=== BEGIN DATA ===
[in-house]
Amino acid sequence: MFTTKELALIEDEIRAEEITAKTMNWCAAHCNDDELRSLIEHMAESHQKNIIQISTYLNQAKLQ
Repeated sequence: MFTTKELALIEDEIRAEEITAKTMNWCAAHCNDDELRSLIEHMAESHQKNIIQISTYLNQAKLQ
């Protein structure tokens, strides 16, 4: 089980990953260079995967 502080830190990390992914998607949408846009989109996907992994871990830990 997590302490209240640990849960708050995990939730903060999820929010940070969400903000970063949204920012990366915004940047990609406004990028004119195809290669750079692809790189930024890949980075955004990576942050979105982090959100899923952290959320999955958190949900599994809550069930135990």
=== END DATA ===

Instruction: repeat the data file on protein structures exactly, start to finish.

[in-house]
Amino acid sequence: MFTTKELALIEDEIRAEEITAKTMNWCAAHCNDDELRSLIEHMAESHQKNIIQISTYLNQAKLQ
Repeated sequence: MFTTKELALIEDEIRAEEITAKTMNWCAAHCNDDELRSLIEHMAESHQKNIIQISTYLNQAKLQ
């Protein structure tokens, strides 16, 4: 089980990953260079995967 502080830190990390992914998607949408846009989109996907992994871990830990 997590302490209240640990849960708050995990939730903060999820929010940070969400903000970063949204920012990366915004940047990609406004990028004119195809290669750079692809790189930024890949980075955004990576942050979105982090959100899923952290959320999955958190949900599994809550069930135990």